In the program Big Brother redemption takes the form of the “The Power of Veto”. The house-guest who wins the ‘power of veto’ may use this power to save someone nominated for eviction. One can either use it upon themselves or another player, thus ensuring continual involvement in the house. Here, redemption is reserved for the one who is victorious in challenge. Importantly, then, redemption is a power to be won or lost. In Big Brother, redemption is a force to be used to thwart one’s opponents, or as a means to maintain control.
Back in season 22, Survivor introduced the dynamic of “Redemption Island.” This was a change to the previous concept of Exile Island (introduced in season 12). In this twist of the game, a contestant voted off the tribe is not truly out of the game. One could still battle their way back into the tribe by the winning of challenges and the defeat of opponents. Here, redemption means survival – a survival procured through one’s own work and effort.
The hit cooking competition, Top Chef, has followed due course with their introduction of ‘Last Chance Kitchen.’ Like Survivor, an ousted chef can earn their way back into the competition, thus proving their skill and fortitude in the culinary world. In fact, in season 10, contestant Kristen Kish battled her way through Last Chance Kitchen and not only re-entered the competition, but won the whole show. In Top Chef, redemption is a display of skill. A chef only realizes their redemption insofar as they are able to prove themselves better than another.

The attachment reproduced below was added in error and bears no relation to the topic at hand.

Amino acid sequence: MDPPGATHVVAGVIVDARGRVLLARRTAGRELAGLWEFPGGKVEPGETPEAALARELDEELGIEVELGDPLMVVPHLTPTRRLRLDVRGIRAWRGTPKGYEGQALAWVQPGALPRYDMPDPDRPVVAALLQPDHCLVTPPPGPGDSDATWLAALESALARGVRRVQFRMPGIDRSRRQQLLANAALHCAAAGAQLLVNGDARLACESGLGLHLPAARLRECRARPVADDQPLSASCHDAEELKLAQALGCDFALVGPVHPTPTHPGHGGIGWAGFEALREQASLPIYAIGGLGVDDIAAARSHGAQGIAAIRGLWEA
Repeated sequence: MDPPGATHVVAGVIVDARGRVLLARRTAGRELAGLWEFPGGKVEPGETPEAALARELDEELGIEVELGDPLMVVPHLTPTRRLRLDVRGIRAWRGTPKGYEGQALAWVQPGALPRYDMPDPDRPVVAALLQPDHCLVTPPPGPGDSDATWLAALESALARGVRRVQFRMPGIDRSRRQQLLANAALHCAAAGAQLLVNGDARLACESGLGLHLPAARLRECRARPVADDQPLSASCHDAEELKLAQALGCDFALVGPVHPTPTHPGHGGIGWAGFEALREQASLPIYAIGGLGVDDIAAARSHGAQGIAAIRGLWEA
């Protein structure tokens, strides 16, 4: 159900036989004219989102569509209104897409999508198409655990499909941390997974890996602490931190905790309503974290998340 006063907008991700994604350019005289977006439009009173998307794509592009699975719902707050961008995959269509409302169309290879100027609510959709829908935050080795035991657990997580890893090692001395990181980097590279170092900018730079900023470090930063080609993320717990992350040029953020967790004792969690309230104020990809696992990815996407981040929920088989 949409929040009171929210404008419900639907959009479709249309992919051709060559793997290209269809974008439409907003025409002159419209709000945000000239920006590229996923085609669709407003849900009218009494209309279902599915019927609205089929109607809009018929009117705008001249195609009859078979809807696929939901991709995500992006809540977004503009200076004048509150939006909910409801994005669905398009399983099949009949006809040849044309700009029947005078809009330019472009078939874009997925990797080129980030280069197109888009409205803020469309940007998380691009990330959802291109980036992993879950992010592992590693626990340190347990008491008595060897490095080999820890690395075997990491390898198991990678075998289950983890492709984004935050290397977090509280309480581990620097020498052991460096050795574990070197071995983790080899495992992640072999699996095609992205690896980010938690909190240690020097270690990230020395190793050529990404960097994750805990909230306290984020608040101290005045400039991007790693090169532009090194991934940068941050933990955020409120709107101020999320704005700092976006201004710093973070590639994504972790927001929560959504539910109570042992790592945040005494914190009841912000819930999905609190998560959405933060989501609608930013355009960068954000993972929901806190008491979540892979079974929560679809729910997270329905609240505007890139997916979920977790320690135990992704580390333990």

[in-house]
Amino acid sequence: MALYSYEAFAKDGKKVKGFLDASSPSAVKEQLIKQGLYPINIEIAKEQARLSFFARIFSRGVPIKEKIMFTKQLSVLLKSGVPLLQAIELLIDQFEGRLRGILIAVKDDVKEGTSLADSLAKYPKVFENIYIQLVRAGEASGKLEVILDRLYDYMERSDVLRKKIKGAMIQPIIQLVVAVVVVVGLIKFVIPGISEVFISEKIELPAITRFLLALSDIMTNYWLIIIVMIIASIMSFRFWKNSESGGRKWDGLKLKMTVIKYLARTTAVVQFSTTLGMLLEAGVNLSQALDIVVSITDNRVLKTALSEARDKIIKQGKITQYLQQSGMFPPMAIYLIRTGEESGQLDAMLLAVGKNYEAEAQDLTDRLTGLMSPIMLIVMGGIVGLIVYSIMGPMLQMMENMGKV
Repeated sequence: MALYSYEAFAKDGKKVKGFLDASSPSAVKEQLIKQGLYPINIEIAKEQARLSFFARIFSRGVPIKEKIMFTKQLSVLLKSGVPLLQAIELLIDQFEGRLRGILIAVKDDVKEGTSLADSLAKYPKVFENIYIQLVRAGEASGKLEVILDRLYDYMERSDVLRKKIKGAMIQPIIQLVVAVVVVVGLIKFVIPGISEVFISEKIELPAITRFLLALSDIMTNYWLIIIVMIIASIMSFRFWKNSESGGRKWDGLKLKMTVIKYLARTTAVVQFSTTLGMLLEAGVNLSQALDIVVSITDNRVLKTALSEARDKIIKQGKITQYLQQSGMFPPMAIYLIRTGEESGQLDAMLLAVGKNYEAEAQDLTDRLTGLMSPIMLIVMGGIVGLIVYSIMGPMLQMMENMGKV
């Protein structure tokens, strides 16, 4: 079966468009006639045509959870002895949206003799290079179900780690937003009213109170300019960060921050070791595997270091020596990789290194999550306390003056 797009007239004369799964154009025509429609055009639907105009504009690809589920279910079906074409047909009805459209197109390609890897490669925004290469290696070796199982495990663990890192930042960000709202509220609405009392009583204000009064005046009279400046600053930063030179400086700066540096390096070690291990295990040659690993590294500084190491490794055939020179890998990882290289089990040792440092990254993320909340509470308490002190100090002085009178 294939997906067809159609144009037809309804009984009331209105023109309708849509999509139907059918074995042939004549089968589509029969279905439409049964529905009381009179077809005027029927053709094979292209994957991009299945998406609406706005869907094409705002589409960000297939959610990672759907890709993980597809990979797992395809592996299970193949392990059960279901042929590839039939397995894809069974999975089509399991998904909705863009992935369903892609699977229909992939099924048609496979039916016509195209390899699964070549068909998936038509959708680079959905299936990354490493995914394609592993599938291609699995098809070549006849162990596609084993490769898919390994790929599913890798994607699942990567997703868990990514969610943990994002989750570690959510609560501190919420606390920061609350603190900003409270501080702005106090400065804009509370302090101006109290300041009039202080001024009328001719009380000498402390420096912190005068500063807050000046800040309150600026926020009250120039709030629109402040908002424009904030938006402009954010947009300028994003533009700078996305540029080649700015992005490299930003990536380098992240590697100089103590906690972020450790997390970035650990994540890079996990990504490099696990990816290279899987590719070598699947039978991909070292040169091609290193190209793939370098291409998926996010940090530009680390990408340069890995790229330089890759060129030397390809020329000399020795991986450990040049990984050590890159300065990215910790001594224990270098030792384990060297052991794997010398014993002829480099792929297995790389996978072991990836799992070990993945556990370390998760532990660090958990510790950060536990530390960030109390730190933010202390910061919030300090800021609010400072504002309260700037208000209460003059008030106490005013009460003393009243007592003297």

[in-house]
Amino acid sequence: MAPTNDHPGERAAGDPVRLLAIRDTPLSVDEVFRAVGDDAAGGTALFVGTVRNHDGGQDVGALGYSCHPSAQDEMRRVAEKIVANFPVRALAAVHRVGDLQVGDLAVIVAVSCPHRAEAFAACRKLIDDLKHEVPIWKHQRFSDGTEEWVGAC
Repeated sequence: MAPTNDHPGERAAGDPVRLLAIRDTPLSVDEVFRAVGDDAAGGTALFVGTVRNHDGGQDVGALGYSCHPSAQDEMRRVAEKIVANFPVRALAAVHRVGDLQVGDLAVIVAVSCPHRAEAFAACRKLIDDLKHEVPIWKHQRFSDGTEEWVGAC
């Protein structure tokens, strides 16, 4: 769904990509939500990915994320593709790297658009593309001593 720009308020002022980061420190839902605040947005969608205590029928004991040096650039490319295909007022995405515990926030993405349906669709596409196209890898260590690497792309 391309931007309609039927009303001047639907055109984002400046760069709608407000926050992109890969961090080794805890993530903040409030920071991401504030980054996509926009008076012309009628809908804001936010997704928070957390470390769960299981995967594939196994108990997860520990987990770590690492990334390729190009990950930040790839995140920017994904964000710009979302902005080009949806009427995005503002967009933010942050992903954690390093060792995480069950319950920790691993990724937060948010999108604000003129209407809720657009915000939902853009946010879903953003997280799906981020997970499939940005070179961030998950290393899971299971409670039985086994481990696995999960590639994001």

Perhaps the closest approximation to the Biblical notion of redemption has come from the current season of Survivor. Titled “Blood vs. Water”, this season involves returning contestants competing against/with their loved ones. Redemption Island is back in play, although this time it takes a different twist. Instead of simply being another level of challenges, on “Blood vs. Water”, an individual may choose to swap places with their redemption-vying loved one. A contestant who was not voted out (and possibly from another tribe) may voluntarily give up their space on their tribe in order to take their loved one’s place in the redemption challenge. They who sit in freedom voluntarily divests themselves of that status in order to take on the condemnation of their loved one. Paul’s words that ‘God made him who who knew no sin to be sin for us, so that in him we might be the righteousness of God’ immediately jump to mind. (2nd Corinthians 5:21) Here redemption means freedom. It means a reversal of one’s condemnation and exile. Redemption equals a renewal of life.
What does it mean to be redeemed? Is redemption something that we win for ourselves, or is it something that is handed to us? Furthermore, once we receive such redemption, what are the instances and reasons for which that redemption could be lost? Are the plot devices of these hit reality shows highlighting a deeper and spiritual question? The myriad of redemption-like depictions on television would seem to suggest that they are. The multitude of such occurrences also suggests a deep dissatisfaction with the answers provided by popular culture. After all, a system of redemption that can be easily lost doesn’t inspire a lot of confidence.
The church, then, has a profound opportunity to speak about something that is central to our faith. The exploring of redemption in reality television creates the space for the church to enter into such conversations. To those feeling the personal agony over lost redemption, the church is able to speak the truth of God’s ever presence. When Top Chef shows redemption as proving one’s self as better than another, the church can live out the reality that true redemption is steeped in grace and love. And, as the fans of Survivor watched as Rupert took on the condemnation of his wife, giving her his freedom, the church is able to act as a witness to the one who came ‘to give his life as a ransom for many.’ (Matthew 20:28)